Sex crimes, even if only misdemeanors, are politically sensitive and therefore are closely scrutinized by judges and prosecutors. It is pretty much accepted that almost any sexually charged case can be viewed as a “crime of violence”. As such the courts sometimes see a defendant as a potentially violent offender. If the judge sees the offense as one in a pattern of escalating conduct, the penalties will be more severe than otherwise, and several months of psychotherapy may be included in the sentence imposed.
Misdemeanor sex crimes include indecent exposure (which is punishable by up to one year in jail, and/or $1,000 fine and probation) and unnatural and lascivious acts (which is punishable by up to sixty days in jail, and/or a $500 fine and probation.
Solicitation for prostitution and related “sex for hire” offenses are enhanced penalty crimes which means that each conviction increases the possible punishment imposed. A first offense is punishable by up to sixty days jail time and/or $500 fine; a second offense is a first degree misdemeanor and punishable by up to one year in jail and/or $1,000 fine and probation. A third offense can be charged as a third degree felony which has a maximum five years in prison and/or $5,000 fine and probation.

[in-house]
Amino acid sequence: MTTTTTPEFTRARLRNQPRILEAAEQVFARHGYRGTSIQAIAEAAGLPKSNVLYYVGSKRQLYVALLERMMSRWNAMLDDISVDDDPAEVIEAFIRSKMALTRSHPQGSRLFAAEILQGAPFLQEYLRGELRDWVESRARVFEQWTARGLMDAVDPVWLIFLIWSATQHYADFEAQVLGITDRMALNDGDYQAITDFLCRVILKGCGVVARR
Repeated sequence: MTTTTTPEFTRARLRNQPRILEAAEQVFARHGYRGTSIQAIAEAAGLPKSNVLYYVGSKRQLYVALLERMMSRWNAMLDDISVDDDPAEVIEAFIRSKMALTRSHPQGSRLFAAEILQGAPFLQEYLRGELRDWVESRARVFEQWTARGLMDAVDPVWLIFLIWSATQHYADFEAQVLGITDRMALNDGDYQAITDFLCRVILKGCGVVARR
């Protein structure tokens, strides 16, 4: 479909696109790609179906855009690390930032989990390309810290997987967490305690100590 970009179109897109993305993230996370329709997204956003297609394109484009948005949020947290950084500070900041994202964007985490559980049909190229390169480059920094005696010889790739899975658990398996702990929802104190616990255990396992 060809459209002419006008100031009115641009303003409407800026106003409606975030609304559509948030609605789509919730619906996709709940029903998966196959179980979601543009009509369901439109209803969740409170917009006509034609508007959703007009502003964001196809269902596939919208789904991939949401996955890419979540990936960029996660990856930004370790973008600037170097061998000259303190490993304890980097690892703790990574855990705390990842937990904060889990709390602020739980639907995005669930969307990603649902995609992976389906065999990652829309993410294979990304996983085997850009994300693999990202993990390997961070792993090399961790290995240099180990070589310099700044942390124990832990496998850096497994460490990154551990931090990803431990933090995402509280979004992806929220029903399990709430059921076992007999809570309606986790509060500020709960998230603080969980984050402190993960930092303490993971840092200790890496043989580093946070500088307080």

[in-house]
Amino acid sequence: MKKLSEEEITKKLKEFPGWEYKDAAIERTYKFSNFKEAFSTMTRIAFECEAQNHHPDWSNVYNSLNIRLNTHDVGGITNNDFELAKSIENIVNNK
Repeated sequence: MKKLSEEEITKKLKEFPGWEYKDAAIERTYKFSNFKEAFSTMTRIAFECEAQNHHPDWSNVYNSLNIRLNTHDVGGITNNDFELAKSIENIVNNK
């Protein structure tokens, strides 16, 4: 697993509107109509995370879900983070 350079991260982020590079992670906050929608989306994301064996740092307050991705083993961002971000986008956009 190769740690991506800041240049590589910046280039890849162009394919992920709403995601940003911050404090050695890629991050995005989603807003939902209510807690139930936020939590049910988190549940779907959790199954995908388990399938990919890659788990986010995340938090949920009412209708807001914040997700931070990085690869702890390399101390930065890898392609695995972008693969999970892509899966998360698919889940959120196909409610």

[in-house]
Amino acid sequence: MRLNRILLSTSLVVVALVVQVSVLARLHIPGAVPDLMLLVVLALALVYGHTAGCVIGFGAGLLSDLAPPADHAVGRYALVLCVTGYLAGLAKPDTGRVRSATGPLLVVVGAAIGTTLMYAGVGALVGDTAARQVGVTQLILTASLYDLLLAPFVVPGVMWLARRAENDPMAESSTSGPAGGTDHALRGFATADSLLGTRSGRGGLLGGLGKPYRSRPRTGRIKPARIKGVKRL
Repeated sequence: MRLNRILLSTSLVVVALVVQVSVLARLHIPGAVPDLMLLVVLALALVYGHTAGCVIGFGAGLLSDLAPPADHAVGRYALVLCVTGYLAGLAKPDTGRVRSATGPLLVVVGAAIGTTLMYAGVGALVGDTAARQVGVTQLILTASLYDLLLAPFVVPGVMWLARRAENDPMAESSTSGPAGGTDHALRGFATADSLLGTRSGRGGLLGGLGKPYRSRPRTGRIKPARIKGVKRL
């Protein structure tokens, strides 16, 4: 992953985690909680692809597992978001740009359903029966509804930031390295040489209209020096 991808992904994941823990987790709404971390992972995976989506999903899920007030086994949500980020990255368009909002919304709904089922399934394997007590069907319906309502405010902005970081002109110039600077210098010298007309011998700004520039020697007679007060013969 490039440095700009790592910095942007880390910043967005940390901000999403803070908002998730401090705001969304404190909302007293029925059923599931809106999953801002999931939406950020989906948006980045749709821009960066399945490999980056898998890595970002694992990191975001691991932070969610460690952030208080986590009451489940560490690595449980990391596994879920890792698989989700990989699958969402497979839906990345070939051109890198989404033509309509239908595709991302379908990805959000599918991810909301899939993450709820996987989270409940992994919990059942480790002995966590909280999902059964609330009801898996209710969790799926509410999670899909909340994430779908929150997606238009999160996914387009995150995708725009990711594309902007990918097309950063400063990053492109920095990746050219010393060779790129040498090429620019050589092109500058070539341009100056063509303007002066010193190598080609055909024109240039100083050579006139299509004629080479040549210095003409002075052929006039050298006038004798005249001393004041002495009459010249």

Misdemeanor sex offenses carry their “built-in” punishments of public notoriety by publication of a defendant’s name in local newspapers, and possible loss of employment. If a defendant is found guilty, such a misdemeanor record will likely hinder obtaining future employment and security clearances.